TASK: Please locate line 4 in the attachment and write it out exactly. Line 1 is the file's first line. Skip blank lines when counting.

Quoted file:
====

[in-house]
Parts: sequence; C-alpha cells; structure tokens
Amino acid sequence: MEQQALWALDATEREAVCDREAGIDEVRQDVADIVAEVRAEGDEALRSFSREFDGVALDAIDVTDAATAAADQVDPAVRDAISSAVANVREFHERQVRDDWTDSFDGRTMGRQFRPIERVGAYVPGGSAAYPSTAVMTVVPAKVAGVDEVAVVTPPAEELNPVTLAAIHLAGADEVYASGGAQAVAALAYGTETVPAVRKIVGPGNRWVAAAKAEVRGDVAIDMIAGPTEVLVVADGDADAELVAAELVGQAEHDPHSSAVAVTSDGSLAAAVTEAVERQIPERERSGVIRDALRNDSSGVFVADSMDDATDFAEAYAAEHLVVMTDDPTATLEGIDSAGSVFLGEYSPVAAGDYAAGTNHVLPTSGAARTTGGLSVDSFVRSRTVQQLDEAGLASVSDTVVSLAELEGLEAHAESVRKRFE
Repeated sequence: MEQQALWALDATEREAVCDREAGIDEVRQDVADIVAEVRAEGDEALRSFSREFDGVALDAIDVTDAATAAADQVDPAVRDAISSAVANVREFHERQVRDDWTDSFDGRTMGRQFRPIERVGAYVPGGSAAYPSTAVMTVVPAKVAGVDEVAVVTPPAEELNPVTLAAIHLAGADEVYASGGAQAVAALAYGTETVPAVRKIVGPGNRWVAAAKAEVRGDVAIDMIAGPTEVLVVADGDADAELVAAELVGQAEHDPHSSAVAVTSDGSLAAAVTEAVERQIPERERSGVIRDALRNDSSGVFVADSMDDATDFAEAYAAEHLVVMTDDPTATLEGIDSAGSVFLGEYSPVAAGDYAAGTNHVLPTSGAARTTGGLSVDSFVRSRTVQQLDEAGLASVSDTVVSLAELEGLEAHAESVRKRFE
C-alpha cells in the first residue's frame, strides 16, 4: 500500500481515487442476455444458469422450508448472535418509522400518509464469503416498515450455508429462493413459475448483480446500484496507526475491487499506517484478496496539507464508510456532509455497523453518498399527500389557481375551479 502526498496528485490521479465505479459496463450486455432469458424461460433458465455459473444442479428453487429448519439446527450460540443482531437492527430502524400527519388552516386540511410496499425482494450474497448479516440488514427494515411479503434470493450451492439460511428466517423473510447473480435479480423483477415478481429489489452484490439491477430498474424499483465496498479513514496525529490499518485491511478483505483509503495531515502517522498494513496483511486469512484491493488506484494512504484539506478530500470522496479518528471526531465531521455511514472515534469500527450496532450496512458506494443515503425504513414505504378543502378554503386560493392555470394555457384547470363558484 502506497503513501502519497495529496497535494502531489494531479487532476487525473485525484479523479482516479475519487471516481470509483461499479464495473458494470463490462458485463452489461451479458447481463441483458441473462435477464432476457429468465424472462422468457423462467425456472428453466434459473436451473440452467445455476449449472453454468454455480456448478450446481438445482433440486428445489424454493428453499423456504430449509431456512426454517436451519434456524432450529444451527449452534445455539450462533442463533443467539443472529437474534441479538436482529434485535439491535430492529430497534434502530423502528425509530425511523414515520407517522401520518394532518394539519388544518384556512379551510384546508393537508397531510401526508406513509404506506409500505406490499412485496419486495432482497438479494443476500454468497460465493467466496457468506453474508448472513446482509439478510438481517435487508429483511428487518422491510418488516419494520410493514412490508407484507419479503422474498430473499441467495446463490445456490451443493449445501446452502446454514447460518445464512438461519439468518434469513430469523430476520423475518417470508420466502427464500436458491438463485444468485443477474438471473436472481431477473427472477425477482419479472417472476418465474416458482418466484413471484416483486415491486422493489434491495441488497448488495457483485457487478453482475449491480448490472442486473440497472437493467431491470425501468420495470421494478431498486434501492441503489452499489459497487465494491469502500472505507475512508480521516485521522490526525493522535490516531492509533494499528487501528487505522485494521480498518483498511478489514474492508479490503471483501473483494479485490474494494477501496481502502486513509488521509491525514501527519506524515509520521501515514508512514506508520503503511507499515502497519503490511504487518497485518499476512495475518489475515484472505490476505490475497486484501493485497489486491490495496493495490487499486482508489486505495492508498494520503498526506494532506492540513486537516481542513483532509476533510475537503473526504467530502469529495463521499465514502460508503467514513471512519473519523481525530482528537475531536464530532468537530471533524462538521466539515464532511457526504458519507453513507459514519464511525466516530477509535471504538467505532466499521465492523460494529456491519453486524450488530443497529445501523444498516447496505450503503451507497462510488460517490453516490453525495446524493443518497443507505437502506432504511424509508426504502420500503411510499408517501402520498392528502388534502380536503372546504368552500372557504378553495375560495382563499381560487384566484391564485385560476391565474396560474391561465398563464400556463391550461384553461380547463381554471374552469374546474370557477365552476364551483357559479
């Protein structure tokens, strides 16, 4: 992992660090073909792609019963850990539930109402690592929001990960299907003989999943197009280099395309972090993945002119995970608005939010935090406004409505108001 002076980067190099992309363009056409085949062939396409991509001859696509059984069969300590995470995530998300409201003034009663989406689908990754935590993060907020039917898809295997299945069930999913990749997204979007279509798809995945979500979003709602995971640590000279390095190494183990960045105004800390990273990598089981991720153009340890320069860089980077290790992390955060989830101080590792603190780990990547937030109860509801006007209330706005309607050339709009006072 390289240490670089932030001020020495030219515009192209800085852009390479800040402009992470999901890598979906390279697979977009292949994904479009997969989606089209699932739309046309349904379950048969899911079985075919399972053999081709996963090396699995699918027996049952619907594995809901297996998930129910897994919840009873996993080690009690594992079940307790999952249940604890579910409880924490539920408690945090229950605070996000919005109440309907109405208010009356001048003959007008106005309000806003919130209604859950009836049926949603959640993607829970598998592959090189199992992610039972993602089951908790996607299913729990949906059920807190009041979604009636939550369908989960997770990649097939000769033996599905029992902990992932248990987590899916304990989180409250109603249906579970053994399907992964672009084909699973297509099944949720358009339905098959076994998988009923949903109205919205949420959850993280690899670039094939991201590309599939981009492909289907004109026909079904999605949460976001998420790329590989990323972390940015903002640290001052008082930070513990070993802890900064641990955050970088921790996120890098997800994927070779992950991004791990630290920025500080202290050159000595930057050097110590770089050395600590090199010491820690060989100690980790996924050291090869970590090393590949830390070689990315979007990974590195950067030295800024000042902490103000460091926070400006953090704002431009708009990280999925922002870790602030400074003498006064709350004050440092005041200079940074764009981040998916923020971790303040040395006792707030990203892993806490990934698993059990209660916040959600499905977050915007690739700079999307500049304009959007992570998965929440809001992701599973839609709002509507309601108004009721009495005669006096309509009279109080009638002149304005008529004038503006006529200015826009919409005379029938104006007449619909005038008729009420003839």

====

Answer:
Repeated sequence: MEQQALWALDATEREAVCDREAGIDEVRQDVADIVAEVRAEGDEALRSFSREFDGVALDAIDVTDAATAAADQVDPAVRDAISSAVANVREFHERQVRDDWTDSFDGRTMGRQFRPIERVGAYVPGGSAAYPSTAVMTVVPAKVAGVDEVAVVTPPAEELNPVTLAAIHLAGADEVYASGGAQAVAALAYGTETVPAVRKIVGPGNRWVAAAKAEVRGDVAIDMIAGPTEVLVVADGDADAELVAAELVGQAEHDPHSSAVAVTSDGSLAAAVTEAVERQIPERERSGVIRDALRNDSSGVFVADSMDDATDFAEAYAAEHLVVMTDDPTATLEGIDSAGSVFLGEYSPVAAGDYAAGTNHVLPTSGAARTTGGLSVDSFVRSRTVQQLDEAGLASVSDTVVSLAELEGLEAHAESVRKRFE